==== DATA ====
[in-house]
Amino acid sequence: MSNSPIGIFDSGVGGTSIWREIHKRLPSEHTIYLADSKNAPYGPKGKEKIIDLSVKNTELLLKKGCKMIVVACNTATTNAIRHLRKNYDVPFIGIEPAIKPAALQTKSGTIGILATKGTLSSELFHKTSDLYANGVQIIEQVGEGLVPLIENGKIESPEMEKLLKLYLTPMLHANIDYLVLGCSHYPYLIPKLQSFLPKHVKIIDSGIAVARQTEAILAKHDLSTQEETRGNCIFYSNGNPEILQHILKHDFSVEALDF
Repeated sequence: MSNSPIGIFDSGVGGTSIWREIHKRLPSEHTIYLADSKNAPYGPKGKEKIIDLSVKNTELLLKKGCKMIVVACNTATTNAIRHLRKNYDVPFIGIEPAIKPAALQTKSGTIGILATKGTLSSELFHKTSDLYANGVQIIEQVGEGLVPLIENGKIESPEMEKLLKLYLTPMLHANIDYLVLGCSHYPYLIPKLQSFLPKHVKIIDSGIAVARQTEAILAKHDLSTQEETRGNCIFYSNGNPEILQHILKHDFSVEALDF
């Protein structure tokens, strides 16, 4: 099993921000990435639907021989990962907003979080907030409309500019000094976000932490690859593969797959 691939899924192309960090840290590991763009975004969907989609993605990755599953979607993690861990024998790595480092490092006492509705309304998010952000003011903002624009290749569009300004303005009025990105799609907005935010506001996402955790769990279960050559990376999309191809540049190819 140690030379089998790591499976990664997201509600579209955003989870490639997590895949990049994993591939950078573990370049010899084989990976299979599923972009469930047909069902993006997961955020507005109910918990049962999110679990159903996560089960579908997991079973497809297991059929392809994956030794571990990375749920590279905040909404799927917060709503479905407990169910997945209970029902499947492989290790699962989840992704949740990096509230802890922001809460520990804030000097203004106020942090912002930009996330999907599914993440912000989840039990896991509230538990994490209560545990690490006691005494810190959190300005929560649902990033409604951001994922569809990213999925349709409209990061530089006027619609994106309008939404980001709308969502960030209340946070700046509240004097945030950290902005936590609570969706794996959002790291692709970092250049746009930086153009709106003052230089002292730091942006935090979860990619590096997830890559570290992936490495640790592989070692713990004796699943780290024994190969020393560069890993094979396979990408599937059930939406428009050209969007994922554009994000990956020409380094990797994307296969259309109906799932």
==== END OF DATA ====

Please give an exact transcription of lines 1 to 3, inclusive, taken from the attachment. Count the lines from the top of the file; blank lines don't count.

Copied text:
[in-house]
Amino acid sequence: MSNSPIGIFDSGVGGTSIWREIHKRLPSEHTIYLADSKNAPYGPKGKEKIIDLSVKNTELLLKKGCKMIVVACNTATTNAIRHLRKNYDVPFIGIEPAIKPAALQTKSGTIGILATKGTLSSELFHKTSDLYANGVQIIEQVGEGLVPLIENGKIESPEMEKLLKLYLTPMLHANIDYLVLGCSHYPYLIPKLQSFLPKHVKIIDSGIAVARQTEAILAKHDLSTQEETRGNCIFYSNGNPEILQHILKHDFSVEALDF
Repeated sequence: MSNSPIGIFDSGVGGTSIWREIHKRLPSEHTIYLADSKNAPYGPKGKEKIIDLSVKNTELLLKKGCKMIVVACNTATTNAIRHLRKNYDVPFIGIEPAIKPAALQTKSGTIGILATKGTLSSELFHKTSDLYANGVQIIEQVGEGLVPLIENGKIESPEMEKLLKLYLTPMLHANIDYLVLGCSHYPYLIPKLQSFLPKHVKIIDSGIAVARQTEAILAKHDLSTQEETRGNCIFYSNGNPEILQHILKHDFSVEALDF